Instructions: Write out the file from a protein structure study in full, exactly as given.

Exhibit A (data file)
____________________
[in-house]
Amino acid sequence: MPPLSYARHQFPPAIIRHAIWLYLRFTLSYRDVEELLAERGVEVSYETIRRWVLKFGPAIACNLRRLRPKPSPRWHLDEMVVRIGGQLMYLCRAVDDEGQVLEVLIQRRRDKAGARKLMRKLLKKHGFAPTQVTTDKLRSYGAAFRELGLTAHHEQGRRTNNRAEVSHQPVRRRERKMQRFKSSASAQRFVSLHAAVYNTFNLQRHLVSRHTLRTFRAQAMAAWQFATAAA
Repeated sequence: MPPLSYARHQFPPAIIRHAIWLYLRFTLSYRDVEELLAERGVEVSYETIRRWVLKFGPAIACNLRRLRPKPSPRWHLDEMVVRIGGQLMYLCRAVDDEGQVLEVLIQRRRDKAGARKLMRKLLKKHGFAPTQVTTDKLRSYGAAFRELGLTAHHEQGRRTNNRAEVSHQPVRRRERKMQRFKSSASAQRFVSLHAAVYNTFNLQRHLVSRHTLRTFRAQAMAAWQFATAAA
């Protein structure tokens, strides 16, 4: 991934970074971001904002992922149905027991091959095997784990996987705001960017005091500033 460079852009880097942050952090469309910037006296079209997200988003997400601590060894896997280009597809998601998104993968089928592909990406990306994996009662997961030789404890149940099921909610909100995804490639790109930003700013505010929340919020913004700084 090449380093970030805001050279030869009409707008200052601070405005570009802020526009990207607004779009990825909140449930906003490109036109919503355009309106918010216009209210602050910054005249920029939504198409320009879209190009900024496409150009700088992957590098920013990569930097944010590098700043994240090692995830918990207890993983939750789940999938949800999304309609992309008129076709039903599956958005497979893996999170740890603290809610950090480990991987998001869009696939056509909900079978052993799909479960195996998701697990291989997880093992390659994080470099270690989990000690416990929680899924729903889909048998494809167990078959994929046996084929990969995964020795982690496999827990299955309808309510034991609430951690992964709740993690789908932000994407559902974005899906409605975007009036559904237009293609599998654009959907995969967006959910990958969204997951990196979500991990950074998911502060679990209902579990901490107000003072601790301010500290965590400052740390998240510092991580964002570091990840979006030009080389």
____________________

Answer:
[in-house]
Amino acid sequence: MPPLSYARHQFPPAIIRHAIWLYLRFTLSYRDVEELLAERGVEVSYETIRRWVLKFGPAIACNLRRLRPKPSPRWHLDEMVVRIGGQLMYLCRAVDDEGQVLEVLIQRRRDKAGARKLMRKLLKKHGFAPTQVTTDKLRSYGAAFRELGLTAHHEQGRRTNNRAEVSHQPVRRRERKMQRFKSSASAQRFVSLHAAVYNTFNLQRHLVSRHTLRTFRAQAMAAWQFATAAA
Repeated sequence: MPPLSYARHQFPPAIIRHAIWLYLRFTLSYRDVEELLAERGVEVSYETIRRWVLKFGPAIACNLRRLRPKPSPRWHLDEMVVRIGGQLMYLCRAVDDEGQVLEVLIQRRRDKAGARKLMRKLLKKHGFAPTQVTTDKLRSYGAAFRELGLTAHHEQGRRTNNRAEVSHQPVRRRERKMQRFKSSASAQRFVSLHAAVYNTFNLQRHLVSRHTLRTFRAQAMAAWQFATAAA
């Protein structure tokens, strides 16, 4: 991934970074971001904002992922149905027991091959095997784990996987705001960017005091500033 460079852009880097942050952090469309910037006296079209997200988003997400601590060894896997280009597809998601998104993968089928592909990406990306994996009662997961030789404890149940099921909610909100995804490639790109930003700013505010929340919020913004700084 090449380093970030805001050279030869009409707008200052601070405005570009802020526009990207607004779009990825909140449930906003490109036109919503355009309106918010216009209210602050910054005249920029939504198409320009879209190009900024496409150009700088992957590098920013990569930097944010590098700043994240090692995830918990207890993983939750789940999938949800999304309609992309008129076709039903599956958005497979893996999170740890603290809610950090480990991987998001869009696939056509909900079978052993799909479960195996998701697990291989997880093992390659994080470099270690989990000690416990929680899924729903889909048998494809167990078959994929046996084929990969995964020795982690496999827990299955309808309510034991609430951690992964709740993690789908932000994407559902974005899906409605975007009036559904237009293609599998654009959907995969967006959910990958969204997951990196979500991990950074998911502060679990209902579990901490107000003072601790301010500290965590400052740390998240510092991580964002570091990840979006030009080389």